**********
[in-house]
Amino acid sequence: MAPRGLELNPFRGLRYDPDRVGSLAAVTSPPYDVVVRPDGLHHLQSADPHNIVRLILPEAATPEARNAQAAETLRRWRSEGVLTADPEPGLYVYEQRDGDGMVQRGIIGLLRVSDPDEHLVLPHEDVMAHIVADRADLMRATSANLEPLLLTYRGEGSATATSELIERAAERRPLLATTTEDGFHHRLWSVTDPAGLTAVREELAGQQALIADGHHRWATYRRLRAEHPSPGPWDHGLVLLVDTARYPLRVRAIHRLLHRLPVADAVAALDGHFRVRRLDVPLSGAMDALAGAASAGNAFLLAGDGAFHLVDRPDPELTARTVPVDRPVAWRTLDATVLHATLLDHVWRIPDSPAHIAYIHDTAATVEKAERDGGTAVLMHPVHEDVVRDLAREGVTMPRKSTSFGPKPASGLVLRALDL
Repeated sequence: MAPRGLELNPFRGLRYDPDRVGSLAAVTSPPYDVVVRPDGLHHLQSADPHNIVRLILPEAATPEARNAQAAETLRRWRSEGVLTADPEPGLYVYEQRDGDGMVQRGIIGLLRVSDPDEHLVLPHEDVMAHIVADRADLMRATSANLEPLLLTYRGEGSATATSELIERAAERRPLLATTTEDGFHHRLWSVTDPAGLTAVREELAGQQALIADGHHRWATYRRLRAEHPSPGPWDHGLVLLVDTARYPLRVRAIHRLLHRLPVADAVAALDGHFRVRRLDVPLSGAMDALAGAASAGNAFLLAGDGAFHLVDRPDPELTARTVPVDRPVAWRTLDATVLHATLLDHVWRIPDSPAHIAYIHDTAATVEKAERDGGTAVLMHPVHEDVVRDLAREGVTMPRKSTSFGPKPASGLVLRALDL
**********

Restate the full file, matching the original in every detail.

[in-house]
Amino acid sequence: MAPRGLELNPFRGLRYDPDRVGSLAAVTSPPYDVVVRPDGLHHLQSADPHNIVRLILPEAATPEARNAQAAETLRRWRSEGVLTADPEPGLYVYEQRDGDGMVQRGIIGLLRVSDPDEHLVLPHEDVMAHIVADRADLMRATSANLEPLLLTYRGEGSATATSELIERAAERRPLLATTTEDGFHHRLWSVTDPAGLTAVREELAGQQALIADGHHRWATYRRLRAEHPSPGPWDHGLVLLVDTARYPLRVRAIHRLLHRLPVADAVAALDGHFRVRRLDVPLSGAMDALAGAASAGNAFLLAGDGAFHLVDRPDPELTARTVPVDRPVAWRTLDATVLHATLLDHVWRIPDSPAHIAYIHDTAATVEKAERDGGTAVLMHPVHEDVVRDLAREGVTMPRKSTSFGPKPASGLVLRALDL
Repeated sequence: MAPRGLELNPFRGLRYDPDRVGSLAAVTSPPYDVVVRPDGLHHLQSADPHNIVRLILPEAATPEARNAQAAETLRRWRSEGVLTADPEPGLYVYEQRDGDGMVQRGIIGLLRVSDPDEHLVLPHEDVMAHIVADRADLMRATSANLEPLLLTYRGEGSATATSELIERAAERRPLLATTTEDGFHHRLWSVTDPAGLTAVREELAGQQALIADGHHRWATYRRLRAEHPSPGPWDHGLVLLVDTARYPLRVRAIHRLLHRLPVADAVAALDGHFRVRRLDVPLSGAMDALAGAASAGNAFLLAGDGAFHLVDRPDPELTARTVPVDRPVAWRTLDATVLHATLLDHVWRIPDSPAHIAYIHDTAATVEKAERDGGTAVLMHPVHEDVVRDLAREGVTMPRKSTSFGPKPASGLVLRALDL